By the time I arrived at the Barbican, the leaves were starting to poke through the ice. The eight-foot frozen sculpture was melting, its base still intact but becoming lopsided. Onlookers speculated that the piece might fall rather than neatly dripping away. A portable reel-to-reel tape player perched on a chair next to the icy monolith, its ambient music intermittently overwhelmed by the unscheduled rain showers. Erland Cooper holds an umbrella over the electric device and strokes the ice thoughtfully. He’s been waiting in the Level 3 courtyard since 9am that morning, committed to standing guard until the final splinter disappears. The Scottish composer is visited by a steady trickle of fans and well-wishers. A cockapoo pulls at its lead to inspect the alien form; on a bench in the background, a couple film the interaction on their phones. We watch. We wait.
Glacier is part protest, part advertising campaign. The theme is, of course, climate change – the known and the unknown perfectly highlighted by the slow destruction of the beautiful sculpture. The event marks the release of Cooper’s new album Folded Landscapes, developed in collaboration with string group Scottish Ensemble.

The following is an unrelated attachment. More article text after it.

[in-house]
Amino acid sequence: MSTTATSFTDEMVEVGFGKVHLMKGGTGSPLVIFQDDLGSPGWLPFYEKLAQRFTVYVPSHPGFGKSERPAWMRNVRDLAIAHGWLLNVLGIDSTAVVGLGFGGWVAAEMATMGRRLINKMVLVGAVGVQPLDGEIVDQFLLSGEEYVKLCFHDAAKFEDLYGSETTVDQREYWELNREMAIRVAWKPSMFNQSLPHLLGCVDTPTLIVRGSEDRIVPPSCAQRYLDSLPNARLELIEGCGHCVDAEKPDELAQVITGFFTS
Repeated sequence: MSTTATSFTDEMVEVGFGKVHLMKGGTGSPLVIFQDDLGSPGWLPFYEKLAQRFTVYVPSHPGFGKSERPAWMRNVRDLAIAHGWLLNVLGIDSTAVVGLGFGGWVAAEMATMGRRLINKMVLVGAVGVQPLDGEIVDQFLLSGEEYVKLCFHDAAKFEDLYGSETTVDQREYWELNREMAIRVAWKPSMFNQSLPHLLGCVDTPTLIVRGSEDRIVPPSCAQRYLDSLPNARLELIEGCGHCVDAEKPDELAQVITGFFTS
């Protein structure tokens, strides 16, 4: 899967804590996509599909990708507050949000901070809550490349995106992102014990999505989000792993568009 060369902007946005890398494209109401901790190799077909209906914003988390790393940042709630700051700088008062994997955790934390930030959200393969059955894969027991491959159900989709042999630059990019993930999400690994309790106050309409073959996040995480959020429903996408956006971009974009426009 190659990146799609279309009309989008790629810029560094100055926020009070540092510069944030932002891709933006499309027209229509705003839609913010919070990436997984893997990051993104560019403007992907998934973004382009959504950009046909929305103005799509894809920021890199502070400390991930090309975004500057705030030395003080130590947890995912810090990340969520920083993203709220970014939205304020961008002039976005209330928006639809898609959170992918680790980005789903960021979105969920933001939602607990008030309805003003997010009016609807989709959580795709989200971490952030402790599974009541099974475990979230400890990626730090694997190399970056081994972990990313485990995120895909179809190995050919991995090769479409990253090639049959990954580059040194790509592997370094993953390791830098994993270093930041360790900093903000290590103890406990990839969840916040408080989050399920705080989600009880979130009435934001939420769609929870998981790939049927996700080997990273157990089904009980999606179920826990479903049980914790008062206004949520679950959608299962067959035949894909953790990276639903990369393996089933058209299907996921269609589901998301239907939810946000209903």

The recording was made in sub-zero temperatures that slowly increased across its seven movements and with an audio master sun-burnt in the 40.9C heat of the hottest day in UK history last year. Back at London’s Barbican, the courtyard is becoming increasingly soggy. But it wasn’t until much later that evening that the sculpture properly lost its structure – suffering irreversible damage.
Against a backdrop of eco-anxiety, political turmoil and a cost-of-living crisis, musical solace is more precious than ever. One artist who knows that is Riopy, the pianist-composer whose simple melodies and repeated patterns are created as an antidote to modern life. His latest album Thrive takes inspiration from Satie, Debussy and Chopin, with lullabies and nocturnes that envelop the listener like a cosy blanket. Riopy (first name Jean-Philippe) is open about his style: “I think my music has an ethereal quality to it because I write having experienced pain,” he says. If anything, this is an understatement.
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Riopy grew up in an insular French cult, leaving at 18 to escape to the UK. Having experienced financial difficulties and homelessness, his life changed after he gave a performance in 2011 during which Chris Martin was in the audience. Impressed by what he heard, the Coldplay singer bought Riopy a Steinway piano, and in 2018 Riopy released his eponymous debut album. Rags-to-riches tales are never as straight-forward as they might seem; along the way Riopy has had to work hard to keep demons at bay.